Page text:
The development of effective fire management regimes is a global challenge. New research from Davies and colleagues aims to develop a flexible modelling approach to investigate how the spatiotemporal application of fire influences savanna biodiversity.
Despite the integral role that fire plays in the functioning of ecosystems around the world, there remain few areas where the occurrence of fire has not been disrupted, in some cases irreversibly.
Be it through land clearing, invasive weeds, the dispossession of Indigenous people or climate change, this disruption is a contributing factor to the catastrophically high rate of species extinction that is currently jeopardising the functioning of ecosystems on which all life depends.
Given the ongoing collapse of biodiversity across northern Australian savannas, there is an urgent need to better understand the ecological consequences of prescribed fire management.
The effects of fire on biodiversity are often complex, indirect, and driven by numerous factors that are spatially- and temporally-variable. Not surprisingly, this complexity poses significant challenges when trying to identify the optimal approach to fire management. These challenges have often resulted in management approaches being underpinned by vague notions of maximising pyrodiversity which lack clear on-ground targets, guidance on how such targets can be achieved, or the capacity for meaningful evaluation.
The highly dynamic nature of fire, the logistical difficulties in replicating ‘real-world’ fire experiments, and the need to understand population changes at large spatiotemporal scales, make computer simulations a particularly useful tool for identifying optimal management strategies. Crucially, advances in computer processing power enables increasingly complex simulations that realistically model critical ecological processes.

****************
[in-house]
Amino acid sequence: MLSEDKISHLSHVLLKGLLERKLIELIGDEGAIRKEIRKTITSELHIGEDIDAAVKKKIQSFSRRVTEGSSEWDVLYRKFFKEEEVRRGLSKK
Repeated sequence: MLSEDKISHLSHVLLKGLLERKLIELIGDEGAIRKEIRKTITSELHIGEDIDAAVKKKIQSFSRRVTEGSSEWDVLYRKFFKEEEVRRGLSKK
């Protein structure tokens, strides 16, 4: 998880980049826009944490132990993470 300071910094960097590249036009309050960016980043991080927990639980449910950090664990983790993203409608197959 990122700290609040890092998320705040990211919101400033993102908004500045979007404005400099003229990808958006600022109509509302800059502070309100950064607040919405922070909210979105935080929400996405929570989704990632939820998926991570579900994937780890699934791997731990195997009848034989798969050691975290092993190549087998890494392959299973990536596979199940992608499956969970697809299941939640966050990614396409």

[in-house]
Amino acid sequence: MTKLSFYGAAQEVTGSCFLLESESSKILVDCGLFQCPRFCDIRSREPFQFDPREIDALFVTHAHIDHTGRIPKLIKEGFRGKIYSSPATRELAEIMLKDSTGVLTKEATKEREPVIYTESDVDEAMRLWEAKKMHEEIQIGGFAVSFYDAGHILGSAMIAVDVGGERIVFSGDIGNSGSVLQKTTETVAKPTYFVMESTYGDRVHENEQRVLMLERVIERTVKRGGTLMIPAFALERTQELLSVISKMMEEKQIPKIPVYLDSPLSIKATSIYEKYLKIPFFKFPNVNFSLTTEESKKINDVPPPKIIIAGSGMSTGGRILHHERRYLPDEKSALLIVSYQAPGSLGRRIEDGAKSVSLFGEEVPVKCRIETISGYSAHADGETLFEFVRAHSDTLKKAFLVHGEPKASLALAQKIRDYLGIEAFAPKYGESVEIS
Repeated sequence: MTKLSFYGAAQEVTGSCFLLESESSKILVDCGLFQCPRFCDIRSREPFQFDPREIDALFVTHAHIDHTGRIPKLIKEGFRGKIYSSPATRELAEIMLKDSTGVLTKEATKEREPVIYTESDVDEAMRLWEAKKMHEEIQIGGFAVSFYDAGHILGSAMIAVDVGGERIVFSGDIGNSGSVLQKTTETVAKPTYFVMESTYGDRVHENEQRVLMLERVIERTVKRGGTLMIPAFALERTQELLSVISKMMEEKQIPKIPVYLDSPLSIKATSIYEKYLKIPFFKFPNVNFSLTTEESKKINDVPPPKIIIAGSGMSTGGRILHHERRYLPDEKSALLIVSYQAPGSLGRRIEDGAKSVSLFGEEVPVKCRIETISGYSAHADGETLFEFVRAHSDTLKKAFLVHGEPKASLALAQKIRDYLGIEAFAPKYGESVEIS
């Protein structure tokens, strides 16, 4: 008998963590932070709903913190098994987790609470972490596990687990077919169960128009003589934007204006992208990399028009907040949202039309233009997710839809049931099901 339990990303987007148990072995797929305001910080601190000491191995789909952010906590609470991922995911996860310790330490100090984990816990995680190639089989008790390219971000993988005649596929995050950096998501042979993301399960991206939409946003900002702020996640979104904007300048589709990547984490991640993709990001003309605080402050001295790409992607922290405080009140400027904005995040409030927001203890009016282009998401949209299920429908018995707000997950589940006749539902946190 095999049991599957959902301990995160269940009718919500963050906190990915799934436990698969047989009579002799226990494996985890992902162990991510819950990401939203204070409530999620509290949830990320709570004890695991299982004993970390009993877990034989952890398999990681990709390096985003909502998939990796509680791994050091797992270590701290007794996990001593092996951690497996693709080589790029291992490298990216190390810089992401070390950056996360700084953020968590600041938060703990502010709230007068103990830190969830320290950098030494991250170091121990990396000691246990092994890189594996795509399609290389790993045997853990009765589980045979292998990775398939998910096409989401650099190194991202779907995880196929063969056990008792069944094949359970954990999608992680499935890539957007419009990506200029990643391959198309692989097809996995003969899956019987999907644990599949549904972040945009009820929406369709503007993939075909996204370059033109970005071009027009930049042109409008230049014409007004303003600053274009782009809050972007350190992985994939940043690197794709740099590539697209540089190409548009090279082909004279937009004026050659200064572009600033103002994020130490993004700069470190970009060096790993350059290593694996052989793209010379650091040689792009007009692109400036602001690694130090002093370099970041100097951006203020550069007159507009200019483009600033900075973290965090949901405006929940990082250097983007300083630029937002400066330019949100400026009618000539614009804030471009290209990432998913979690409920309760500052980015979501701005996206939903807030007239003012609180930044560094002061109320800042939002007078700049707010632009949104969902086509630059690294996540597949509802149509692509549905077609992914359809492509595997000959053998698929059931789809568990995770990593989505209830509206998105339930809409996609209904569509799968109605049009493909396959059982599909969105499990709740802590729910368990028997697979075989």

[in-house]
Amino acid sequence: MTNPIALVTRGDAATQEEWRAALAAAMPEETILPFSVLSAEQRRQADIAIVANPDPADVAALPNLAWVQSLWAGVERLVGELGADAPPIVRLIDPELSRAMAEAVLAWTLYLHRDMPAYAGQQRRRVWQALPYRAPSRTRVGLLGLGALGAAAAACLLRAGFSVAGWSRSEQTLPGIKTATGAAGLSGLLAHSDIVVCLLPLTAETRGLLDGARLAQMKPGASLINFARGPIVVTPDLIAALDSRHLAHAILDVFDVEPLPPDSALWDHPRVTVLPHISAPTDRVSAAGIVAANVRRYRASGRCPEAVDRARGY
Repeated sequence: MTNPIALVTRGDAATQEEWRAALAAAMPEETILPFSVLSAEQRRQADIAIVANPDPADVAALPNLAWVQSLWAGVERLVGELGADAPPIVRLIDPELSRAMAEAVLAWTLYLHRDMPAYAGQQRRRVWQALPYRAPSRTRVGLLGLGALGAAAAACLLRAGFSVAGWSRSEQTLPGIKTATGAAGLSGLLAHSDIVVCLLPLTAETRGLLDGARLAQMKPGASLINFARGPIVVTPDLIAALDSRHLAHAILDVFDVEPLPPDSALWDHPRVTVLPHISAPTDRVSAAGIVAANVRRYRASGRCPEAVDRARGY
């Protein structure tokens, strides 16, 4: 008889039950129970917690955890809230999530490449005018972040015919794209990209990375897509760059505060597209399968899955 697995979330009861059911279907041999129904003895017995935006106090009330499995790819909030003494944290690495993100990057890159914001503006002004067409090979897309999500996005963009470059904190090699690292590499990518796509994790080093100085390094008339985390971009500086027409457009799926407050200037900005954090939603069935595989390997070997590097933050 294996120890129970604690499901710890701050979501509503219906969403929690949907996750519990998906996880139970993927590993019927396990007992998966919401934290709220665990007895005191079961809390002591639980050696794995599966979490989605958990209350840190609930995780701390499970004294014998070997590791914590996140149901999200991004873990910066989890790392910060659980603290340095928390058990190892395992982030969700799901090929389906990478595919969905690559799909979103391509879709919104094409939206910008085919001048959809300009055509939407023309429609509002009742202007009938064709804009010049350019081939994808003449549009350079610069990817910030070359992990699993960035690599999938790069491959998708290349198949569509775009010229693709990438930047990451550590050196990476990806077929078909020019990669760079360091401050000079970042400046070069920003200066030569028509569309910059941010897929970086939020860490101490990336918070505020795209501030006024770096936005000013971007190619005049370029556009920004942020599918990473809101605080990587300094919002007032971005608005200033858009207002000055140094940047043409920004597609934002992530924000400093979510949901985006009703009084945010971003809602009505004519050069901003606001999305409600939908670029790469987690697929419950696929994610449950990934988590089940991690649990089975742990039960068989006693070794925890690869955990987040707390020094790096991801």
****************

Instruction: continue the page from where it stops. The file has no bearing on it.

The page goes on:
In our study, we used existing data from a landscape-scale fire experiment to develop spatiotemporally explicit population simulations using a new R package, steps, for three mammal species across the Kapalga area of Kakadu National Park.
We simulated how populations of the common brushtail possum (Trichosurus vulpecula), grassland melomys (Melomys burtoni), and northern brown bandicoot (Isoodon macrourus) were expected to change between 1995 and 2015 in response to the fire patterns observed at Kapalga, and under a hypothetical management scenario of extensive prescribed burning.
Our models predicted a substantial decline in all three species, suggesting that the fire patterns observed at Kapalga were not conducive with the persistence of native mammal populations. Our prescribed burning scenario had little effect on the predicted population trajectory of the common brushtail possum and grassland melomys, but markedly improved the population trajectory of the northern brown bandicoot.
These inconsistencies highlight the need for a nuanced approach to fire management across northern Australian savannas, that is tailored to local conditions and management objectives.
The modelling approach outlined here provides a basis for identifying fire patterns that are beneficial for conserving biodiversity, thereby increasing our capacity to establish clear targets for prescribed fire management. Importantly, this approach is flexible and can be easily adapted to other taxa and fire-prone ecosystems.
Read the full Open Access article, Investigating the effects of fire management on savanna biodiversity with grid‐based spatially explicit population simulations, in Journal of Applied Ecology.